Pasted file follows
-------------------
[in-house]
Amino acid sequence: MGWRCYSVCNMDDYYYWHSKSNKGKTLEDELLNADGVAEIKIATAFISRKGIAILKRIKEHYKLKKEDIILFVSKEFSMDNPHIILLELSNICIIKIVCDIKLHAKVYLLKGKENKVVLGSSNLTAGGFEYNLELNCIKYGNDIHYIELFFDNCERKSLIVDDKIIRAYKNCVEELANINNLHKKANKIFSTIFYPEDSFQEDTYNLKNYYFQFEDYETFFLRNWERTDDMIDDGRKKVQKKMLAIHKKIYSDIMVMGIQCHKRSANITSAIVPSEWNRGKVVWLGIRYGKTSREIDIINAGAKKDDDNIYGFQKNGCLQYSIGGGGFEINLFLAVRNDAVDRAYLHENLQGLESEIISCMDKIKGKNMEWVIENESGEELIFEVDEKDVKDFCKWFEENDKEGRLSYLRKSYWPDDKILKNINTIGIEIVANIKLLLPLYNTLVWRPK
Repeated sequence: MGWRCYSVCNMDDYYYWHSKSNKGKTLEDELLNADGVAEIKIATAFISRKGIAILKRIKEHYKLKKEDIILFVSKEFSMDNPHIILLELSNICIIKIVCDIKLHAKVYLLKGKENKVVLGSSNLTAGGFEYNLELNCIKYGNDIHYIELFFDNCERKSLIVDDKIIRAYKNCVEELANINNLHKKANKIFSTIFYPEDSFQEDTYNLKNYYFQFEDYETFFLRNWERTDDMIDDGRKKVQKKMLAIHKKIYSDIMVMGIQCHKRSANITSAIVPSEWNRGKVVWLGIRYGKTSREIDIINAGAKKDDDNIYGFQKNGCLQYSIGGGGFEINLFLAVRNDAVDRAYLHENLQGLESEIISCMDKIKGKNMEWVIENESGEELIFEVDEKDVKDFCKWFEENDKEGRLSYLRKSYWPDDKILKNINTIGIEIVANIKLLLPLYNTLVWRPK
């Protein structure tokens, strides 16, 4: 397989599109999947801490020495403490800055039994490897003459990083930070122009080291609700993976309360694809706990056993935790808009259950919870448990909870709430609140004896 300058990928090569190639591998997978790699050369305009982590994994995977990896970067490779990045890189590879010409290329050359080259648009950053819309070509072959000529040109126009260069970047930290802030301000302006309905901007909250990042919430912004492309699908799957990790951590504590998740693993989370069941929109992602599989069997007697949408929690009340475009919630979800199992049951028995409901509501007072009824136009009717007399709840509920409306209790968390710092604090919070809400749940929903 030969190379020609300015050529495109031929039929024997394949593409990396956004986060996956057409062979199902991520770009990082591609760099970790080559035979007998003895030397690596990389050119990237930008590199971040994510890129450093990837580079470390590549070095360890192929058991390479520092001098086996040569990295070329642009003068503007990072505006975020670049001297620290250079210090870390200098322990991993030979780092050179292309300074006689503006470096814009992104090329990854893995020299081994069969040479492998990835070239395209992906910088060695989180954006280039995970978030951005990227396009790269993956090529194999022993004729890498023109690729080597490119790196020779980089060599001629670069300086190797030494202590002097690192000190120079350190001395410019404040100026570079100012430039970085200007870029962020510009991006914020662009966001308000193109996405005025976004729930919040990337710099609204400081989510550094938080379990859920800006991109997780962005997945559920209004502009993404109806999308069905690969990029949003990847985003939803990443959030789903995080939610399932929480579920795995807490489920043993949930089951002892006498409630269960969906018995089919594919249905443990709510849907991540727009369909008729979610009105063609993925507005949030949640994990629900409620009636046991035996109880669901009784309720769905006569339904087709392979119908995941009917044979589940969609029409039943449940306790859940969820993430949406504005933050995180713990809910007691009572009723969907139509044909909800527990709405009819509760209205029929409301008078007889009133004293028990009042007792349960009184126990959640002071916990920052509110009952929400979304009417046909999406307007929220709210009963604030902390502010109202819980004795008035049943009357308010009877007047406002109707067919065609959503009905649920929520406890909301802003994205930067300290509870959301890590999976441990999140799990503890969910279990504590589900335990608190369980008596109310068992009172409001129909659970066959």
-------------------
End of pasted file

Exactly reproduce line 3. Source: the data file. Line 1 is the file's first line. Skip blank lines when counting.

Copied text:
Repeated sequence: MGWRCYSVCNMDDYYYWHSKSNKGKTLEDELLNADGVAEIKIATAFISRKGIAILKRIKEHYKLKKEDIILFVSKEFSMDNPHIILLELSNICIIKIVCDIKLHAKVYLLKGKENKVVLGSSNLTAGGFEYNLELNCIKYGNDIHYIELFFDNCERKSLIVDDKIIRAYKNCVEELANINNLHKKANKIFSTIFYPEDSFQEDTYNLKNYYFQFEDYETFFLRNWERTDDMIDDGRKKVQKKMLAIHKKIYSDIMVMGIQCHKRSANITSAIVPSEWNRGKVVWLGIRYGKTSREIDIINAGAKKDDDNIYGFQKNGCLQYSIGGGGFEINLFLAVRNDAVDRAYLHENLQGLESEIISCMDKIKGKNMEWVIENESGEELIFEVDEKDVKDFCKWFEENDKEGRLSYLRKSYWPDDKILKNINTIGIEIVANIKLLLPLYNTLVWRPK